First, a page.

Maybe.

I didn’t say anything about looking at the camera, however.  Just, you know, in one direction.   A random one. Any one will do.

We consider ourselves having done very well if one of them is not scowling or covering his face with his hands.   It’s only wonderful if none of them are doing the bunny ears stunt.

So why put ourselves through this torture?   Why indeed.   I needed to take some photos of them to accompany an article I am writing.    In fairness, we were offered a photographer.  Someone who would come out to the house to take care of the gory details.  (In hindsight that sounds great.)


But I’m allergic to professional people visiting my house and even more allergic to the clean-up that would have to be done beforehand.

(But we’d have a lovely photograph of the boys.  We don’t have many.)

Too late.  I politely turned down the offer.

Instead I issued promises.  I told the boys that if they co-operated and smiled their heads off at the correct times, resisted the bunny ears temptation they would be duly rewarded with a hot chocolate.

The fact they get one most evenings wasn’t mentioned.

I swore blind this most dastardly of photo events would only take ten minutes, fifteen tops and with one of their parents taking the pictures, it would mean they wouldn’t even have to change their clothes.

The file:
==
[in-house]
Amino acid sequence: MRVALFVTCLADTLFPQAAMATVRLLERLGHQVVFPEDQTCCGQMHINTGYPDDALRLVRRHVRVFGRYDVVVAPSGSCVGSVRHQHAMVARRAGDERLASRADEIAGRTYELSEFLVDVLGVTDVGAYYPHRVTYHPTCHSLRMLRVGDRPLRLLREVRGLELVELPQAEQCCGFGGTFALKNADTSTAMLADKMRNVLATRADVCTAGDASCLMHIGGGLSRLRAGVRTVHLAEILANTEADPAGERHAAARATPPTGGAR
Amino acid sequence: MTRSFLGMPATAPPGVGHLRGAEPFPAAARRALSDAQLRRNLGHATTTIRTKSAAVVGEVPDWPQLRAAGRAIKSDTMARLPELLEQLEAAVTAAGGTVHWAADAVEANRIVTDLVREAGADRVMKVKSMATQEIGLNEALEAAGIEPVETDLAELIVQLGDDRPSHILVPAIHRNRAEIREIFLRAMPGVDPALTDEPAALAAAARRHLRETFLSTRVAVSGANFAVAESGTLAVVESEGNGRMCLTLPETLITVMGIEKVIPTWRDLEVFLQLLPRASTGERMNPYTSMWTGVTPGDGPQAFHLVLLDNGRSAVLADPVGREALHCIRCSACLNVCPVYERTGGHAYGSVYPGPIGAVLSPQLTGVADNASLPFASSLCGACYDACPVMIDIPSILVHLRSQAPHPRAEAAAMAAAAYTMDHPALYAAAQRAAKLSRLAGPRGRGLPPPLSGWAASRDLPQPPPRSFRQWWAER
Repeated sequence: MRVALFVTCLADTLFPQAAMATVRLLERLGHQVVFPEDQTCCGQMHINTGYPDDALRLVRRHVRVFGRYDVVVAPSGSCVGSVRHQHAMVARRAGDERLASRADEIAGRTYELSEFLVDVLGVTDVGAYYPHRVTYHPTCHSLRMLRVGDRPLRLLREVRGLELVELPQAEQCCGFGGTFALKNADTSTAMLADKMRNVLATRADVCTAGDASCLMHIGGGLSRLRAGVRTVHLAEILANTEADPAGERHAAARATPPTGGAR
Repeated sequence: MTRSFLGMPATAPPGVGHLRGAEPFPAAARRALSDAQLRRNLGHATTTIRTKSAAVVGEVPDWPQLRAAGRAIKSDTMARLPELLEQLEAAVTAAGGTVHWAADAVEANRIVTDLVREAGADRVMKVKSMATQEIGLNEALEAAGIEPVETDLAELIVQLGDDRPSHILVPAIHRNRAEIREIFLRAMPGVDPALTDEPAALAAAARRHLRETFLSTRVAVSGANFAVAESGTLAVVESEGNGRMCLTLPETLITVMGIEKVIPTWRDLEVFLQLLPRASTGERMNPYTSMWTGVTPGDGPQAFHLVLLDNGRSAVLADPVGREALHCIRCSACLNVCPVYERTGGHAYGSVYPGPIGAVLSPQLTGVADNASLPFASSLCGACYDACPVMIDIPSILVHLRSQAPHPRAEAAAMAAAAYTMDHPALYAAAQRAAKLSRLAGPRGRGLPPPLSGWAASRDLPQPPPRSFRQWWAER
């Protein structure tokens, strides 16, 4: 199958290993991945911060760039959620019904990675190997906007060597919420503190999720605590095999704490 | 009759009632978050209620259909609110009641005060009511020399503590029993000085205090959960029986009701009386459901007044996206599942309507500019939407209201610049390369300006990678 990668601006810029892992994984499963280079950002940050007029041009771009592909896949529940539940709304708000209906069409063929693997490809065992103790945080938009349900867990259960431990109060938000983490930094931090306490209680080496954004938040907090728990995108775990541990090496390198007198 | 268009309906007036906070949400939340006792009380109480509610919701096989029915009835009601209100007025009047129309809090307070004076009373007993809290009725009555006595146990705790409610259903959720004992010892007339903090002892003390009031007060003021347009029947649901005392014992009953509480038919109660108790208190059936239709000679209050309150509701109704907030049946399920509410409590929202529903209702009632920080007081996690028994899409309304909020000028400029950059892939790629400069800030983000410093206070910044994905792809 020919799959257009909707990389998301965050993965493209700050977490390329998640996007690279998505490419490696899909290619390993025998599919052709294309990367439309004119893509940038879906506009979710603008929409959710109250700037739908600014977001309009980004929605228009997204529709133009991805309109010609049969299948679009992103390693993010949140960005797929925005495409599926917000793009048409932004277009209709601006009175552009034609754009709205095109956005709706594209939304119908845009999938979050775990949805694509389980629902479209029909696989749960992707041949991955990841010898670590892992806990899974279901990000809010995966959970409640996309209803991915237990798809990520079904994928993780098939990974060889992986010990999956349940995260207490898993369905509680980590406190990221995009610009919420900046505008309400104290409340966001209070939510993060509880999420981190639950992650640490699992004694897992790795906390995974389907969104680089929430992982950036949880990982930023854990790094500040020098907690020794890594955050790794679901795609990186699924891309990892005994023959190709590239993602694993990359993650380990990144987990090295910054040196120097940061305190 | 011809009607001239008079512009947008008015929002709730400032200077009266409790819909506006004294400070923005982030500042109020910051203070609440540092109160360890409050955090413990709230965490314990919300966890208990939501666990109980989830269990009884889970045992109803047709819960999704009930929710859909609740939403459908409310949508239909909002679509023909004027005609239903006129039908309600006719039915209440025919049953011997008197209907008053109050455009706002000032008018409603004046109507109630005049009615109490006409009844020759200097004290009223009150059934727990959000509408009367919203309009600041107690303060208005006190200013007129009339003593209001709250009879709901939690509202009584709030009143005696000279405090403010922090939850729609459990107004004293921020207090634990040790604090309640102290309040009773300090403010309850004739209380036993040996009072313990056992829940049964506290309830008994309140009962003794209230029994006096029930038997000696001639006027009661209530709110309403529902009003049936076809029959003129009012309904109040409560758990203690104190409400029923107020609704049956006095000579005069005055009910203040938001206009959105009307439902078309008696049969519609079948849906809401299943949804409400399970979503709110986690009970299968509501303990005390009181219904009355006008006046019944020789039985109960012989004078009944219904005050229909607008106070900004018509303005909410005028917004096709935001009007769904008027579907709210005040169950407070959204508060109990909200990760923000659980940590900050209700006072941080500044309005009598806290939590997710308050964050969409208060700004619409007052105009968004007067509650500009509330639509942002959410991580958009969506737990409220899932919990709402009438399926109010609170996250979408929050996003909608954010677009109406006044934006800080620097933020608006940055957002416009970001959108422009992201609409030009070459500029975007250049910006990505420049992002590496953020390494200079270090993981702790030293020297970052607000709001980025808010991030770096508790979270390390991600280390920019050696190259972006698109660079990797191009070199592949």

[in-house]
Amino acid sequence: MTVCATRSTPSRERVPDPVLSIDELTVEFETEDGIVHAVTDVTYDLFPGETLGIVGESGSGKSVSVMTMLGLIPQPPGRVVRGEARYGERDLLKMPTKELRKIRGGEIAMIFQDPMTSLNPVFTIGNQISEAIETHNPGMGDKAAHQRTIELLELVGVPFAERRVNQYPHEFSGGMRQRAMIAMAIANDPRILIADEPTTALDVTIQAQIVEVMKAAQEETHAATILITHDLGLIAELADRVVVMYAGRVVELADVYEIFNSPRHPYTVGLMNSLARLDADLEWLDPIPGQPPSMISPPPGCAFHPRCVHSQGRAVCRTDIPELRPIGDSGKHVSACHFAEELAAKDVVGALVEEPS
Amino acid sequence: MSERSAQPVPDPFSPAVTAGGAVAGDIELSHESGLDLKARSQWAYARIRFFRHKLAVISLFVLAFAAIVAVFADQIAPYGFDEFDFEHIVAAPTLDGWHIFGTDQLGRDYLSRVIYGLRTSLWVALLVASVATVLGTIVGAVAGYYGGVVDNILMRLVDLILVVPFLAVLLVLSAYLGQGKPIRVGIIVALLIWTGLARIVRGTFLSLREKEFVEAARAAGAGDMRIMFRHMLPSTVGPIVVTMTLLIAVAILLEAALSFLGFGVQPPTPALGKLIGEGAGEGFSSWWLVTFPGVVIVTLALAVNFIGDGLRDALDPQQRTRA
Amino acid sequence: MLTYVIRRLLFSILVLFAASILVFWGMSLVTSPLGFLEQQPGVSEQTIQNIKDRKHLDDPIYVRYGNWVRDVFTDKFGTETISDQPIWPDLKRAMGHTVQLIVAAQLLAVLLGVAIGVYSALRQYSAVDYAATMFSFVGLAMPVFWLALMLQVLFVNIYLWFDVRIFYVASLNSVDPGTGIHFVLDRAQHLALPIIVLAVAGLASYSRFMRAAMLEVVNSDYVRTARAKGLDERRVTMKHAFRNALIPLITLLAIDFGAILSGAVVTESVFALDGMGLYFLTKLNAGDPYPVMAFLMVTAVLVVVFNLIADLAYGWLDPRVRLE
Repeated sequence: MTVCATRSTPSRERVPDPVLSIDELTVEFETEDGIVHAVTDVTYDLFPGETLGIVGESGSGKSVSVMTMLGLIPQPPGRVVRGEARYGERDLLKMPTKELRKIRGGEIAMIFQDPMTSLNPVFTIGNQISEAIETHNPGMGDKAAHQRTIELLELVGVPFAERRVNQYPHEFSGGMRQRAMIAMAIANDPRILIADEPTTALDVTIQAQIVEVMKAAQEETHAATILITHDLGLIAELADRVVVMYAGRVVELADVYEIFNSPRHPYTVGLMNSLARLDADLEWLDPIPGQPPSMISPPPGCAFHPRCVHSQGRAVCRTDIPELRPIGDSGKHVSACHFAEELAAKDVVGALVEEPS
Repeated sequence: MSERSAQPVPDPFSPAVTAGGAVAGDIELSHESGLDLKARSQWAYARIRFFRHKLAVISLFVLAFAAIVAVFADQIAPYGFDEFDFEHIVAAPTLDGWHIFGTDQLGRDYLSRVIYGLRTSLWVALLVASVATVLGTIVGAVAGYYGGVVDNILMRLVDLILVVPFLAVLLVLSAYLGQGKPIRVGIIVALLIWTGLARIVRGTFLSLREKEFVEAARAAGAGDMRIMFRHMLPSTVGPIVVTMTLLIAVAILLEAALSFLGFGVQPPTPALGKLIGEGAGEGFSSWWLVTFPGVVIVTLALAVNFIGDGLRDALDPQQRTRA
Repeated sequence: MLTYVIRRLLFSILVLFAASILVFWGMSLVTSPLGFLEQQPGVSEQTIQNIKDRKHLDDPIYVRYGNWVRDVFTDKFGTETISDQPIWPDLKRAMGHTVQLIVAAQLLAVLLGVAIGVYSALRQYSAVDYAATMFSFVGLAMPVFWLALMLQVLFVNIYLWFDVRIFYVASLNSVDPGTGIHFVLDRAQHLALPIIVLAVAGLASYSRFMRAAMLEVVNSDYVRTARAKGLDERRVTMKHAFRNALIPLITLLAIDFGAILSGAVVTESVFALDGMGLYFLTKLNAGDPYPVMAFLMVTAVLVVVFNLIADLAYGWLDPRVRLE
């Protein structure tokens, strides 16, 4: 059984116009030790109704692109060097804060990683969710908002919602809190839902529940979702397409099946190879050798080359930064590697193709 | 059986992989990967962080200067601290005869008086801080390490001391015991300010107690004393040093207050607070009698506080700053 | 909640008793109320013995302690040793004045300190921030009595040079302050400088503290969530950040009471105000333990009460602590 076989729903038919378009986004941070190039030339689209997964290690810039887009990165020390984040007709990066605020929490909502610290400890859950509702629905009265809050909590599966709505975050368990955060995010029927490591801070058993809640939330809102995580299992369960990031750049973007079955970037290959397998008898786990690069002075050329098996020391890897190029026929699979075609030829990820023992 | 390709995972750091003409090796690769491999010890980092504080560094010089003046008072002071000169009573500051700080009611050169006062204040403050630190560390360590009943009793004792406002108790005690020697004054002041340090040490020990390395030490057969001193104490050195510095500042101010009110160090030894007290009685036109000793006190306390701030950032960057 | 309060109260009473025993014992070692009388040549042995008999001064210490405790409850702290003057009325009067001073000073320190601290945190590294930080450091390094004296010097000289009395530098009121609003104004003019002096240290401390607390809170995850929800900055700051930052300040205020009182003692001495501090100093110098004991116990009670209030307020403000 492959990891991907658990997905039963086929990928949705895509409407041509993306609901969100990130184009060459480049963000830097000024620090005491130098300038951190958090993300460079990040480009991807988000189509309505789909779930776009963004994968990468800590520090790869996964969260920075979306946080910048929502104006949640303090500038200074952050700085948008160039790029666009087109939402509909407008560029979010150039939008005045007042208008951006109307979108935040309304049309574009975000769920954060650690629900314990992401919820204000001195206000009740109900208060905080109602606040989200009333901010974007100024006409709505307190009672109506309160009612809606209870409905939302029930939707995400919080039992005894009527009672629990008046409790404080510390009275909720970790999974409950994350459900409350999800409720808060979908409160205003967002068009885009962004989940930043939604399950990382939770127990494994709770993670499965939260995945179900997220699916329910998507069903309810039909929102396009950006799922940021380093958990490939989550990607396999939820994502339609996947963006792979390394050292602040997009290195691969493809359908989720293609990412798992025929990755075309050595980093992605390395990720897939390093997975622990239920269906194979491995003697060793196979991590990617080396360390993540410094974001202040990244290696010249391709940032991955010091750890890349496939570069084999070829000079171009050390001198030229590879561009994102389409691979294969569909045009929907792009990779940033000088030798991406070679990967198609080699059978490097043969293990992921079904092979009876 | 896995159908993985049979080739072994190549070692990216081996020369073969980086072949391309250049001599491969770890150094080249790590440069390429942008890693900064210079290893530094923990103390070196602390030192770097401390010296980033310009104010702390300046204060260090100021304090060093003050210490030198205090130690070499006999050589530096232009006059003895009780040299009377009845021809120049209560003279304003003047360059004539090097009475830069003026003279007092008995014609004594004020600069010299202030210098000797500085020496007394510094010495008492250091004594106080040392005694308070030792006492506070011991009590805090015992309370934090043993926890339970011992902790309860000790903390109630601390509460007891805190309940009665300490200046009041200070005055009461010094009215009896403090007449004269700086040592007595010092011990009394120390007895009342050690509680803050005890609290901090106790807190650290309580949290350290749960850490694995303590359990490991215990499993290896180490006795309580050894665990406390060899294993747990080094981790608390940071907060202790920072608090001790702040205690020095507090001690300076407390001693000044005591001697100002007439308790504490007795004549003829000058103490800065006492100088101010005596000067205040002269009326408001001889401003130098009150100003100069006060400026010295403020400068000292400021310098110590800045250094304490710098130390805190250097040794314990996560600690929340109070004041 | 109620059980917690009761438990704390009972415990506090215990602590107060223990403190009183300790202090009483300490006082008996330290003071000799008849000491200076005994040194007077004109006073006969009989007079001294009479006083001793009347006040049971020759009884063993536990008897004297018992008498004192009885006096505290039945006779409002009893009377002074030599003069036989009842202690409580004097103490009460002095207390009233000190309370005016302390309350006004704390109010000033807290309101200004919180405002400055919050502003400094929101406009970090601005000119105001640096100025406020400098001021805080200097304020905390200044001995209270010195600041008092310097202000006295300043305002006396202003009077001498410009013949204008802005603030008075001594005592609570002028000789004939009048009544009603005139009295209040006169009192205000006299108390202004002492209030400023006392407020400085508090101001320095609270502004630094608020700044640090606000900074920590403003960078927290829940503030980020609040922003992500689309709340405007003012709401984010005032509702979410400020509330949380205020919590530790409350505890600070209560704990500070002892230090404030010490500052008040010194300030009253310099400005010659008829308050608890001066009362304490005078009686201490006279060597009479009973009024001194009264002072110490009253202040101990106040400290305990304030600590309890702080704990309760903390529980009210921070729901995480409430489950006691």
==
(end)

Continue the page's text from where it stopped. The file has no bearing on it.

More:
Threats came next.    They were told that if they didn’t comply there would be no hot chocolates (hah!) and a photographer would come out to the house the next day and it would take all afternoon.  

They would be smiling for hours on end.   They’d have to shower.  Change their clothes.  I might even insist they get a haircut.

The screams of terror.

It was still a disaster. 

And they got their hot chocolates.   Looking through the photos later that evening there were one or two with bunny ears.  

Me.  

It was the only way I could release some of the tension and frustration I was feeling.  How hard is it to smile anyway?   

If I could post out-takes/bloopers I would.  Or maybe not.  Here instead are a few quotes.

“Do you have to look so bored?”
“I’ll give you fifty euro’s if you smile.”
“Let’s all pretend we’re a happy family.  Just for this photo.   Ah, go on, please!”
“You can’t use those photos.  They look so forced.” (They kind of did!)
“Do I have a double chin if I look this way?”  (May or may not have been me.)